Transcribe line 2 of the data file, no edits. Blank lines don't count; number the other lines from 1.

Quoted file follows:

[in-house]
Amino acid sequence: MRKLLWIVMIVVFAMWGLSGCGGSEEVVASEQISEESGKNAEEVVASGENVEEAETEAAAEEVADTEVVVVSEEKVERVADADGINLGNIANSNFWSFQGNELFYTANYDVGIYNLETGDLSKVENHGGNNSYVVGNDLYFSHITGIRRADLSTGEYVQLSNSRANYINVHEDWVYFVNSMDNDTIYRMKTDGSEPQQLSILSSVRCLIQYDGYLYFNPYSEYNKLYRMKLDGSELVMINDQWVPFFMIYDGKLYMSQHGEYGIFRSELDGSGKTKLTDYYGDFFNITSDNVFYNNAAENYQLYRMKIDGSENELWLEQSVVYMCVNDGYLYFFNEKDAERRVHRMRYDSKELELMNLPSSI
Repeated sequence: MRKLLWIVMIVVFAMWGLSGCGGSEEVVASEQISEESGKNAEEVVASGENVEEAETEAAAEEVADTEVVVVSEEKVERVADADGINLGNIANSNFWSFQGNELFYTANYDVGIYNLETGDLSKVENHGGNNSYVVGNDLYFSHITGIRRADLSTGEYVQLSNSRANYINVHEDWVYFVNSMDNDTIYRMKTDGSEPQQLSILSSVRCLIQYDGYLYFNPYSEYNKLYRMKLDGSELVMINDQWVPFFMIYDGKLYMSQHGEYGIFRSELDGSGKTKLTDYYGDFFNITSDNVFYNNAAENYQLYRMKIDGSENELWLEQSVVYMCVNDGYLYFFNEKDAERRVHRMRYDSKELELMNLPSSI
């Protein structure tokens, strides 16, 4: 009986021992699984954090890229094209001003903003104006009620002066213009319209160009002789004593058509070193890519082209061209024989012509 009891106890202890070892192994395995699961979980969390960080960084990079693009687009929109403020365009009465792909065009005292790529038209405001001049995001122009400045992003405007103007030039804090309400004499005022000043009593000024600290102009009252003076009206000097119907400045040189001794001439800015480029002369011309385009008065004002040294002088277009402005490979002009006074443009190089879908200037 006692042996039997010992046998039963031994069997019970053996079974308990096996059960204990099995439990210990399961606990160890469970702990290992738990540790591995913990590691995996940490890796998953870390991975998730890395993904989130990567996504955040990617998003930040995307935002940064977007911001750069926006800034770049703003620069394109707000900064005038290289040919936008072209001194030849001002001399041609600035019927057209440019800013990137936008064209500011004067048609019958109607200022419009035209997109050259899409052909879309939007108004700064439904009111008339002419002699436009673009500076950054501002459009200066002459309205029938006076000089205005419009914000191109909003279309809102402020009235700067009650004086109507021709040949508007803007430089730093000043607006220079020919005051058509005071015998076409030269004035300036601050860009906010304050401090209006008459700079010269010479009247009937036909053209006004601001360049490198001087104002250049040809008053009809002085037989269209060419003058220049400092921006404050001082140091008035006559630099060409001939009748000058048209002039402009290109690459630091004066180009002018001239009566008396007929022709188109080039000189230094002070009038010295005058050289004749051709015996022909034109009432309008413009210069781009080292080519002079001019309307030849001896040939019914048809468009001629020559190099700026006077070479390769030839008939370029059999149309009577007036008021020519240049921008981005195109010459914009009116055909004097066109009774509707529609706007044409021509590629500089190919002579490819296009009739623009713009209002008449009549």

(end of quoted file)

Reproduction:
Amino acid sequence: MRKLLWIVMIVVFAMWGLSGCGGSEEVVASEQISEESGKNAEEVVASGENVEEAETEAAAEEVADTEVVVVSEEKVERVADADGINLGNIANSNFWSFQGNELFYTANYDVGIYNLETGDLSKVENHGGNNSYVVGNDLYFSHITGIRRADLSTGEYVQLSNSRANYINVHEDWVYFVNSMDNDTIYRMKTDGSEPQQLSILSSVRCLIQYDGYLYFNPYSEYNKLYRMKLDGSELVMINDQWVPFFMIYDGKLYMSQHGEYGIFRSELDGSGKTKLTDYYGDFFNITSDNVFYNNAAENYQLYRMKIDGSENELWLEQSVVYMCVNDGYLYFFNEKDAERRVHRMRYDSKELELMNLPSSI